Two to six hours a day of porn? Well if anything he can probably get a good job selling Shake Weights.

     

    reply to this | link to this | view in thread ]

  11.  
    identicon
    Within Reason, May 9th, 2014 @ 7:04am

    Re:

    Do I need to add some snark about how porn provides distorted images of women and sex, creating unrealistic expectations in people who don't know much about the real deal?

    Meeting a real vagina can be scary for people used to seeing porn stars who have had a lot of work done down there.

    That said, perhaps if we had a censorship office of some kind our porn-loving public servants can be gainfully employed rating it. /s

     

    reply to this | link to this | view in thread ]

  12.  
    identicon
    Within Reason, May 9th, 2014 @ 7:06am

    Re: Ha! The DOJ has much better things to do than prosecute ordinary crime.

    Oh, good point. If his downloads were unauthorized, he can be prosecuted for infringement. Where are Prenda when you need them?

     

    reply to this | link to this | view in thread ]

  13.  
    icon
    RonKaminsky (profile), May 9th, 2014 @ 7:10am

    Re: Re:

    > and if we find just one image, do not pass "go", fired.

    Talk about chilling effects. If I worked at your place, for sure I would only browse using a smartphone with uncensored net access. Even for browsing for work reasons. A pretty big thumbs down for working at your institute.

    OTOH, your enthusiastic enforcement means that my fitting a small, inconspicuous device to anyone's keyboard cable could enable me to get him fired at will. I wouldn't find that an advantage, but I'm sure lots of assholes would.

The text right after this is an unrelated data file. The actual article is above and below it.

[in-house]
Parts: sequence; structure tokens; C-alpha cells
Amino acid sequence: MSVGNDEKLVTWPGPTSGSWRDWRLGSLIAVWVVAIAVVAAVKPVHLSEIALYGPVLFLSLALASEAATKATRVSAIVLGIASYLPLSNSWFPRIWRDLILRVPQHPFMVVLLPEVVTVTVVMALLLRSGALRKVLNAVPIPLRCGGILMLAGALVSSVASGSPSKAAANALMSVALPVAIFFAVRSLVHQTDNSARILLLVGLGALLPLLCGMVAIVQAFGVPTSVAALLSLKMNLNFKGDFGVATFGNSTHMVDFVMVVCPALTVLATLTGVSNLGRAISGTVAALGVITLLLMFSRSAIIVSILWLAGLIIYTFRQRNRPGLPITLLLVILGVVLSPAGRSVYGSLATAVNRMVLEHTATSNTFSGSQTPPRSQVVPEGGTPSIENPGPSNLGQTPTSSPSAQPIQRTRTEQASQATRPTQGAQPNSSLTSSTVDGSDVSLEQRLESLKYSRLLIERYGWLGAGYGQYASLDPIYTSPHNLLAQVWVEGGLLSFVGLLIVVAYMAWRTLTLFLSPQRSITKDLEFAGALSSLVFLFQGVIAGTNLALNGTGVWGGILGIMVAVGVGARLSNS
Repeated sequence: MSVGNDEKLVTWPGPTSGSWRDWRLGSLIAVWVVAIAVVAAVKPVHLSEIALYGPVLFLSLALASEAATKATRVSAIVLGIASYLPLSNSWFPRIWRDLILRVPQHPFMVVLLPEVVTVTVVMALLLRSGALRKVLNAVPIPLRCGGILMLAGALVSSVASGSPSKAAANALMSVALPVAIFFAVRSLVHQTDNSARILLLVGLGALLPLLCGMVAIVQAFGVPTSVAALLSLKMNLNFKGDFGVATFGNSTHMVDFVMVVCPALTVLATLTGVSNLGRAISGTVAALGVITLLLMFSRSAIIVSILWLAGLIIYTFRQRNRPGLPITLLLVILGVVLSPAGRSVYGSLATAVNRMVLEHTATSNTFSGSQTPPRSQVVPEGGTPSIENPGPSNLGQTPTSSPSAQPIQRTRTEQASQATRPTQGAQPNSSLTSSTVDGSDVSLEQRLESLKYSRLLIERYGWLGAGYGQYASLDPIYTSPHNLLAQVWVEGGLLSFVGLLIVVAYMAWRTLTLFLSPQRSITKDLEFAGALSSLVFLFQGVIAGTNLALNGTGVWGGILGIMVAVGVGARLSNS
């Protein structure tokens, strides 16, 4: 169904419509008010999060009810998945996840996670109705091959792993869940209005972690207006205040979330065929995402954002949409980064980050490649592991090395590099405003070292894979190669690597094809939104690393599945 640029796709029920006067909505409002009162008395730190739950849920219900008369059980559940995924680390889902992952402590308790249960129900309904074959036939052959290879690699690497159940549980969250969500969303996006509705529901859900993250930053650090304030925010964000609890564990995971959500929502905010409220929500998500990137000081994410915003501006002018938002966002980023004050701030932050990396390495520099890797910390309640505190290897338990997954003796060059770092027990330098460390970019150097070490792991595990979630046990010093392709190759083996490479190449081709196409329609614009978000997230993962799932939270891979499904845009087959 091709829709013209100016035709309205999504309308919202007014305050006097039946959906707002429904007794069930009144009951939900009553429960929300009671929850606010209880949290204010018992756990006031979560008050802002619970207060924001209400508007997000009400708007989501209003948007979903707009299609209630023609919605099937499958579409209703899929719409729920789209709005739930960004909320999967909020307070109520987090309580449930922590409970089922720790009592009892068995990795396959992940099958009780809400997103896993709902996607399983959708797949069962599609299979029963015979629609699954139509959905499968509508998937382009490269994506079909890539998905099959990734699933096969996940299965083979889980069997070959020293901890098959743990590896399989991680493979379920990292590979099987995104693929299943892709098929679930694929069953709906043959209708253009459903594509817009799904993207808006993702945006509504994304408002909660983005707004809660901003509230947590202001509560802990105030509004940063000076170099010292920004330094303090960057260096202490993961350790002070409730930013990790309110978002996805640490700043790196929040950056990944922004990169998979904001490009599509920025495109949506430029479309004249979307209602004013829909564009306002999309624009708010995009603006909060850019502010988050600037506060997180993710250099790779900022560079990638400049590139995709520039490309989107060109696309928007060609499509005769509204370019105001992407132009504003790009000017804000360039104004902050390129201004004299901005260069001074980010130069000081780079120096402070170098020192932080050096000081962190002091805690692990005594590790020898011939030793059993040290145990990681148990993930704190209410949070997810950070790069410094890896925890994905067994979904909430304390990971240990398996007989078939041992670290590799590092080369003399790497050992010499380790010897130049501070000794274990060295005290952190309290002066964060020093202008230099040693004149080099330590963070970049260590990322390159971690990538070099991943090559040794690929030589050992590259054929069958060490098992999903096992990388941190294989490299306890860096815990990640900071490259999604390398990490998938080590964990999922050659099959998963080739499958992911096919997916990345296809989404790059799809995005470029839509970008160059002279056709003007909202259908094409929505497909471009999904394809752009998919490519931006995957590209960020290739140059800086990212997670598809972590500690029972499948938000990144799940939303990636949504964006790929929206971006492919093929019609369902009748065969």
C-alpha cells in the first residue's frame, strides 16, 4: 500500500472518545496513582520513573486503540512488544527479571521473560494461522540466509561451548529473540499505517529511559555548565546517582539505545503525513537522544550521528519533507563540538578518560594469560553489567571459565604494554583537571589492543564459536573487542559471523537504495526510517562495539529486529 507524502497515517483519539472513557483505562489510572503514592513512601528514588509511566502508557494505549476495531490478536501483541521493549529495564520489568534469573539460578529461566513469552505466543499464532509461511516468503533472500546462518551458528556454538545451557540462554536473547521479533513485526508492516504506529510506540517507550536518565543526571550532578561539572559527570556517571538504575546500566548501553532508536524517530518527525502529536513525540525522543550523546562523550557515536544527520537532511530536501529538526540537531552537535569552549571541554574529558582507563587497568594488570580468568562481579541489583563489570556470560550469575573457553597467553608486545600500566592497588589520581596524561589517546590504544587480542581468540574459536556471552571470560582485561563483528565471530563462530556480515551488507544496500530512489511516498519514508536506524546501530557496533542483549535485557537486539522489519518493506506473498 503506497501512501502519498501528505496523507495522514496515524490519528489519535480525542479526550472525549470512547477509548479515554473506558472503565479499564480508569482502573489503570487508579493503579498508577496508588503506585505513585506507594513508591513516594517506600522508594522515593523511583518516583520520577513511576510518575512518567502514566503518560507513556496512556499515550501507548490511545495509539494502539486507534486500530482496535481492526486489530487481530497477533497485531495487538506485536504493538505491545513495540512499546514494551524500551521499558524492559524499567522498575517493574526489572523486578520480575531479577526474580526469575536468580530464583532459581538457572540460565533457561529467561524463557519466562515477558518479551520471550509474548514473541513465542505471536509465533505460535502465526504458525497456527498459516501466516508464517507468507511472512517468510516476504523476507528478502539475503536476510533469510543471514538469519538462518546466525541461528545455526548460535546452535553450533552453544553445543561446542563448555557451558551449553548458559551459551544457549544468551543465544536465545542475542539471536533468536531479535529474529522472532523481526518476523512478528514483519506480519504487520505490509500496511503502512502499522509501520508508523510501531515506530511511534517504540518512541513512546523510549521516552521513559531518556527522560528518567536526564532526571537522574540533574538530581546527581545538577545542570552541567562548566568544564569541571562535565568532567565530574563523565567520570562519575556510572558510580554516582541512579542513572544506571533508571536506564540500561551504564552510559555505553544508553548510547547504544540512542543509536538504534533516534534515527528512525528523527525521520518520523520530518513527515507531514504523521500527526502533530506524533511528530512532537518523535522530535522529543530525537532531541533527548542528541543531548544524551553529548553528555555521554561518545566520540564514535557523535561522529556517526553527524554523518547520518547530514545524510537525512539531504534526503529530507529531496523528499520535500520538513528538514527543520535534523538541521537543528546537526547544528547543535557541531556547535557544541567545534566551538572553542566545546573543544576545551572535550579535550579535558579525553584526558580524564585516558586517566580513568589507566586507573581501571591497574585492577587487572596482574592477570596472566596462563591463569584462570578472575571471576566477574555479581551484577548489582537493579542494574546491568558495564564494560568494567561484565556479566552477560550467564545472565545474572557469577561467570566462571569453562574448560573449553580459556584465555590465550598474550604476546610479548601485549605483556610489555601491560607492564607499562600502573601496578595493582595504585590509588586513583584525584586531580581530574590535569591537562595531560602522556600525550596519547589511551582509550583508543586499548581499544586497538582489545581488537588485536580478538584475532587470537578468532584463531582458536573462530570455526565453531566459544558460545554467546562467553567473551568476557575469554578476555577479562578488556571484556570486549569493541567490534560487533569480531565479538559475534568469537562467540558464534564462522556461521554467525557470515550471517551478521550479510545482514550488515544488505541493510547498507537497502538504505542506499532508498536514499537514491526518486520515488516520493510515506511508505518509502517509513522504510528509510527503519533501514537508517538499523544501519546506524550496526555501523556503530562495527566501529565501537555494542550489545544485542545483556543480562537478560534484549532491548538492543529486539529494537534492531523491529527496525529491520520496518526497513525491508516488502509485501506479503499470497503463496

OTOH, anyone could fit one of those on my computer. OK, for sure now I'm not getting near your workplace. Or it that what you really meant by

    > There's no excuse for them not to have a proxy

    as in, "them", the individual workers, running their own filtering software, trying to keep their jobs?

     

    reply to this | link to this | view in thread ]

  14.  
    icon
    RonKaminsky (profile), May 9th, 2014 @ 7:18am

    Re:I've got no problem with "Telecommuter"

    > I've got no problem with "Telecommuter"

    You do seem to either have a problem with personal ethics, or the ability to expect ethical behavior in others. "Telecommuter" was stealing taxpayers' money, and not in the "government is inefficient" sense, in a very direct sense which said "Telecomuter" should have been aware of.

    Frankly, in this story, something smells, and if I were investigating, the first possibility I'd investigate was that said "Telecommuter" was blackmailing said manager.

     

    reply to this | link to this | view in thread ]

  15.  
    icon
    Ninja (profile), May 9th, 2014 @ 7:22am

    Re: Re: